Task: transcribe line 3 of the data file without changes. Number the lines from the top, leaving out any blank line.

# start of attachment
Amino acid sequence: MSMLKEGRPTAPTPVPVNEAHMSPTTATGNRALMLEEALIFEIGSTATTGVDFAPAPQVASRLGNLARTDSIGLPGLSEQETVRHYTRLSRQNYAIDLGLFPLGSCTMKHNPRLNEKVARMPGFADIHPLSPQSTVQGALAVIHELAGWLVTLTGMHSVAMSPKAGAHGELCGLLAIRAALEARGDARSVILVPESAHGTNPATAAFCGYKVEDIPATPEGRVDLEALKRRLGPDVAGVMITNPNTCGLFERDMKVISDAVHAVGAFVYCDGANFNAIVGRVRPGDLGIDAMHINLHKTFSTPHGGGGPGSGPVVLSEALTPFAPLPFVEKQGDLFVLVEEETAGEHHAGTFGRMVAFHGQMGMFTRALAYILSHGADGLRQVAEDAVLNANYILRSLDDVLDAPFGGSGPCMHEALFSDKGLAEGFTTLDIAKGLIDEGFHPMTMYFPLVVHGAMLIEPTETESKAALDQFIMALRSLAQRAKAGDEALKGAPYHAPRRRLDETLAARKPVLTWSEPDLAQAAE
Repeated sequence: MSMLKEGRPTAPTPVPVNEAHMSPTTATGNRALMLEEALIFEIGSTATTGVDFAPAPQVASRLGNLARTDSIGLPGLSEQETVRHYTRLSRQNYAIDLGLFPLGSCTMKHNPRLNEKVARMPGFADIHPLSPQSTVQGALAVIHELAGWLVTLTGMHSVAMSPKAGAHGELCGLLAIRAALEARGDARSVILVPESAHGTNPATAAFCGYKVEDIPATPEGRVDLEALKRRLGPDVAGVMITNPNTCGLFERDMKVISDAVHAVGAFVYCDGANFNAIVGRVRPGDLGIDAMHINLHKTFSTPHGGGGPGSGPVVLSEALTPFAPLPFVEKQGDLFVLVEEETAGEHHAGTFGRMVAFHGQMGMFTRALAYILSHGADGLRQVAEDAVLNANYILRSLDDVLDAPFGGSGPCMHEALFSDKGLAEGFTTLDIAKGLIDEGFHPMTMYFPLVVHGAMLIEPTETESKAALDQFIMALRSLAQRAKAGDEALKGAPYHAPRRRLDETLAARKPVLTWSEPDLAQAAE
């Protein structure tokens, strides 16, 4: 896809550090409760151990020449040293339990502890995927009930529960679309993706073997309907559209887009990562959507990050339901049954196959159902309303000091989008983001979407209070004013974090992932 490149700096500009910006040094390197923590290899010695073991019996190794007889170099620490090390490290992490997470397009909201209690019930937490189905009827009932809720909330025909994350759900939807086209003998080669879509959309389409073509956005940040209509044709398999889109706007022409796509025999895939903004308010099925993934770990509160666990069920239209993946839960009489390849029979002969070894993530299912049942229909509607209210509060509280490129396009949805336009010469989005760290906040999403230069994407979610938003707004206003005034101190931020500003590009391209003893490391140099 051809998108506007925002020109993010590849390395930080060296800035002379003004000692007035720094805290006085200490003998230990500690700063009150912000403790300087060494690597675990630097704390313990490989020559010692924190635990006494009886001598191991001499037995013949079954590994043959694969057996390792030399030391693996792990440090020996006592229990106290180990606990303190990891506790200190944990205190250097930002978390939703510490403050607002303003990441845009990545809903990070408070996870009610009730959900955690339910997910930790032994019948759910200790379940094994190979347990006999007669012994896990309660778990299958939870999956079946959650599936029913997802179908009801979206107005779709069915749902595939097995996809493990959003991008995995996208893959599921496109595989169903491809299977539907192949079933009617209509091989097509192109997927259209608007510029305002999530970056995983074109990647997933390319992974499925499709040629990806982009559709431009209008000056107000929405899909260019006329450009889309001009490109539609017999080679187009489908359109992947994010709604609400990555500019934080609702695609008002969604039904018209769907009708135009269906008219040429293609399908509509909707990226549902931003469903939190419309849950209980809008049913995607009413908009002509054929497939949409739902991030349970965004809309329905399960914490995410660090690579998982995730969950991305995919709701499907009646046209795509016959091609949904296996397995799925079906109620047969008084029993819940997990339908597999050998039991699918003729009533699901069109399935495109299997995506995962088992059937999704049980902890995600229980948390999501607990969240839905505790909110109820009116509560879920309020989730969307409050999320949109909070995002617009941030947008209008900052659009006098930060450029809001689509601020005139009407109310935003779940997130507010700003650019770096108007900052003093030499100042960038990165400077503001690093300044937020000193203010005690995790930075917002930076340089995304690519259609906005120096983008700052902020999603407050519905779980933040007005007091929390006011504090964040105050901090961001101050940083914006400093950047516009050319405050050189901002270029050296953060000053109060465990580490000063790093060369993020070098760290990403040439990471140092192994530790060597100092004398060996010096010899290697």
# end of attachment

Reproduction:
């Protein structure tokens, strides 16, 4: 896809550090409760151990020449040293339990502890995927009930529960679309993706073997309907559209887009990562959507990050339901049954196959159902309303000091989008983001979407209070004013974090992932 490149700096500009910006040094390197923590290899010695073991019996190794007889170099620490090390490290992490997470397009909201209690019930937490189905009827009932809720909330025909994350759900939807086209003998080669879509959309389409073509956005940040209509044709398999889109706007022409796509025999895939903004308010099925993934770990509160666990069920239209993946839960009489390849029979002969070894993530299912049942229909509607209210509060509280490129396009949805336009010469989005760290906040999403230069994407979610938003707004206003005034101190931020500003590009391209003893490391140099 051809998108506007925002020109993010590849390395930080060296800035002379003004000692007035720094805290006085200490003998230990500690700063009150912000403790300087060494690597675990630097704390313990490989020559010692924190635990006494009886001598191991001499037995013949079954590994043959694969057996390792030399030391693996792990440090020996006592229990106290180990606990303190990891506790200190944990205190250097930002978390939703510490403050607002303003990441845009990545809903990070408070996870009610009730959900955690339910997910930790032994019948759910200790379940094994190979347990006999007669012994896990309660778990299958939870999956079946959650599936029913997802179908009801979206107005779709069915749902595939097995996809493990959003991008995995996208893959599921496109595989169903491809299977539907192949079933009617209509091989097509192109997927259209608007510029305002999530970056995983074109990647997933390319992974499925499709040629990806982009559709431009209008000056107000929405899909260019006329450009889309001009490109539609017999080679187009489908359109992947994010709604609400990555500019934080609702695609008002969604039904018209769907009708135009269906008219040429293609399908509509909707990226549902931003469903939190419309849950209980809008049913995607009413908009002509054929497939949409739902991030349970965004809309329905399960914490995410660090690579998982995730969950991305995919709701499907009646046209795509016959091609949904296996397995799925079906109620047969008084029993819940997990339908597999050998039991699918003729009533699901069109399935495109299997995506995962088992059937999704049980902890995600229980948390999501607990969240839905505790909110109820009116509560879920309020989730969307409050999320949109909070995002617009941030947008209008900052659009006098930060450029809001689509601020005139009407109310935003779940997130507010700003650019770096108007900052003093030499100042960038990165400077503001690093300044937020000193203010005690995790930075917002930076340089995304690519259609906005120096983008700052902020999603407050519905779980933040007005007091929390006011504090964040105050901090961001101050940083914006400093950047516009050319405050050189901002270029050296953060000053109060465990580490000063790093060369993020070098760290990403040439990471140092192994530790060597100092004398060996010096010899290697």